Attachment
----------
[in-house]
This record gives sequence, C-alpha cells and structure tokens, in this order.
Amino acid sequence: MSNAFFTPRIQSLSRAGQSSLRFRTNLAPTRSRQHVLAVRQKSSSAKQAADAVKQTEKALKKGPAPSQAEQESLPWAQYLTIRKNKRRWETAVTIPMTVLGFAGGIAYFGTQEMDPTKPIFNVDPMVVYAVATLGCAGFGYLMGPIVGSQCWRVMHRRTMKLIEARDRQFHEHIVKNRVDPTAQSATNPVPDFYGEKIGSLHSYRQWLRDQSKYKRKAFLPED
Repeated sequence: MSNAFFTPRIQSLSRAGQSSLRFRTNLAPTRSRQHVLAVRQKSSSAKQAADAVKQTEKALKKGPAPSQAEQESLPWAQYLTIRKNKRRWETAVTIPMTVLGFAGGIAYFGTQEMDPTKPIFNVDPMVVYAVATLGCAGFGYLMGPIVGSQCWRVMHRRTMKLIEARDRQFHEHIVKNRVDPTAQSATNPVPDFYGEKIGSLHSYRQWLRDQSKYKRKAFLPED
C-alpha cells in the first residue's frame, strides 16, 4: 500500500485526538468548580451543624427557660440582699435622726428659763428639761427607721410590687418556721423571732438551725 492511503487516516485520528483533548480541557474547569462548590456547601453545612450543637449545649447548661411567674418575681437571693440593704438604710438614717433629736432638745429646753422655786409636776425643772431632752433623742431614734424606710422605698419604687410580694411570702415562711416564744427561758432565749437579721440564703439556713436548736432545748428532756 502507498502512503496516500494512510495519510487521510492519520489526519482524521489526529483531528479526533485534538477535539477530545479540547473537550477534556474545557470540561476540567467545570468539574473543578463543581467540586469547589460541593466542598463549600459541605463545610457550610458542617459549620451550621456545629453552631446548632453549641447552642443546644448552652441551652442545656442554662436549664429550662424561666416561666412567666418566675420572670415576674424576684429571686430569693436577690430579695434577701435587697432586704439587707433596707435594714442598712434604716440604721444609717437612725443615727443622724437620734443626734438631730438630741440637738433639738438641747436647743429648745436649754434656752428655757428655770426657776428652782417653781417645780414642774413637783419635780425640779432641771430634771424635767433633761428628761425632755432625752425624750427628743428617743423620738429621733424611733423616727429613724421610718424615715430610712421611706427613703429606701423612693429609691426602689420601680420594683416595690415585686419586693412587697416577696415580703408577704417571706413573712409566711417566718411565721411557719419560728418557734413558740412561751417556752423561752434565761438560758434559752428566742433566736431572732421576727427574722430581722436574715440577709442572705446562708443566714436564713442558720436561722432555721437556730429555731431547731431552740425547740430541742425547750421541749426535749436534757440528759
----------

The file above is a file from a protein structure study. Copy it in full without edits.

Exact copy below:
[in-house]
This record gives sequence, C-alpha cells and structure tokens, in this order.
Amino acid sequence: MSNAFFTPRIQSLSRAGQSSLRFRTNLAPTRSRQHVLAVRQKSSSAKQAADAVKQTEKALKKGPAPSQAEQESLPWAQYLTIRKNKRRWETAVTIPMTVLGFAGGIAYFGTQEMDPTKPIFNVDPMVVYAVATLGCAGFGYLMGPIVGSQCWRVMHRRTMKLIEARDRQFHEHIVKNRVDPTAQSATNPVPDFYGEKIGSLHSYRQWLRDQSKYKRKAFLPED
Repeated sequence: MSNAFFTPRIQSLSRAGQSSLRFRTNLAPTRSRQHVLAVRQKSSSAKQAADAVKQTEKALKKGPAPSQAEQESLPWAQYLTIRKNKRRWETAVTIPMTVLGFAGGIAYFGTQEMDPTKPIFNVDPMVVYAVATLGCAGFGYLMGPIVGSQCWRVMHRRTMKLIEARDRQFHEHIVKNRVDPTAQSATNPVPDFYGEKIGSLHSYRQWLRDQSKYKRKAFLPED
C-alpha cells in the first residue's frame, strides 16, 4: 500500500485526538468548580451543624427557660440582699435622726428659763428639761427607721410590687418556721423571732438551725 492511503487516516485520528483533548480541557474547569462548590456547601453545612450543637449545649447548661411567674418575681437571693440593704438604710438614717433629736432638745429646753422655786409636776425643772431632752433623742431614734424606710422605698419604687410580694411570702415562711416564744427561758432565749437579721440564703439556713436548736432545748428532756 502507498502512503496516500494512510495519510487521510492519520489526519482524521489526529483531528479526533485534538477535539477530545479540547473537550477534556474545557470540561476540567467545570468539574473543578463543581467540586469547589460541593466542598463549600459541605463545610457550610458542617459549620451550621456545629453552631446548632453549641447552642443546644448552652441551652442545656442554662436549664429550662424561666416561666412567666418566675420572670415576674424576684429571686430569693436577690430579695434577701435587697432586704439587707433596707435594714442598712434604716440604721444609717437612725443615727443622724437620734443626734438631730438630741440637738433639738438641747436647743429648745436649754434656752428655757428655770426657776428652782417653781417645780414642774413637783419635780425640779432641771430634771424635767433633761428628761425632755432625752425624750427628743428617743423620738429621733424611733423616727429613724421610718424615715430610712421611706427613703429606701423612693429609691426602689420601680420594683416595690415585686419586693412587697416577696415580703408577704417571706413573712409566711417566718411565721411557719419560728418557734413558740412561751417556752423561752434565761438560758434559752428566742433566736431572732421576727427574722430581722436574715440577709442572705446562708443566714436564713442558720436561722432555721437556730429555731431547731431552740425547740430541742425547750421541749426535749436534757440528759